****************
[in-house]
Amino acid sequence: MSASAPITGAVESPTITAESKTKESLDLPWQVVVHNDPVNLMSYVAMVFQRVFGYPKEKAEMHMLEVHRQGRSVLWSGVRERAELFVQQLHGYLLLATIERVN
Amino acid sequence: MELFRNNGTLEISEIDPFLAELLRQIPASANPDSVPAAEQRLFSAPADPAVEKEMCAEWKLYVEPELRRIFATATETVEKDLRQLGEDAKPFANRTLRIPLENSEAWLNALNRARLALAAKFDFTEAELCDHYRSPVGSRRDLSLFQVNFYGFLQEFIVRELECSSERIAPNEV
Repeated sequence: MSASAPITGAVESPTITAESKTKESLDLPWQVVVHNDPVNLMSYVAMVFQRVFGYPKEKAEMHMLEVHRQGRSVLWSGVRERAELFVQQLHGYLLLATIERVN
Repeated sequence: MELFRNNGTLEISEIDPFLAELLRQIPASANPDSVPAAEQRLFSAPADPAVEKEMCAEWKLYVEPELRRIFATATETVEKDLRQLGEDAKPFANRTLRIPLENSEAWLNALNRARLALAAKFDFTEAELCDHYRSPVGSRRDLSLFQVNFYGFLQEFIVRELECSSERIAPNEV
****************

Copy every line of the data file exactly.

[in-house]
Amino acid sequence: MSASAPITGAVESPTITAESKTKESLDLPWQVVVHNDPVNLMSYVAMVFQRVFGYPKEKAEMHMLEVHRQGRSVLWSGVRERAELFVQQLHGYLLLATIERVN
Amino acid sequence: MELFRNNGTLEISEIDPFLAELLRQIPASANPDSVPAAEQRLFSAPADPAVEKEMCAEWKLYVEPELRRIFATATETVEKDLRQLGEDAKPFANRTLRIPLENSEAWLNALNRARLALAAKFDFTEAELCDHYRSPVGSRRDLSLFQVNFYGFLQEFIVRELECSSERIAPNEV
Repeated sequence: MSASAPITGAVESPTITAESKTKESLDLPWQVVVHNDPVNLMSYVAMVFQRVFGYPKEKAEMHMLEVHRQGRSVLWSGVRERAELFVQQLHGYLLLATIERVN
Repeated sequence: MELFRNNGTLEISEIDPFLAELLRQIPASANPDSVPAAEQRLFSAPADPAVEKEMCAEWKLYVEPELRRIFATATETVEKDLRQLGEDAKPFANRTLRIPLENSEAWLNALNRARLALAAKFDFTEAELCDHYRSPVGSRRDLSLFQVNFYGFLQEFIVRELECSSERIAPNEV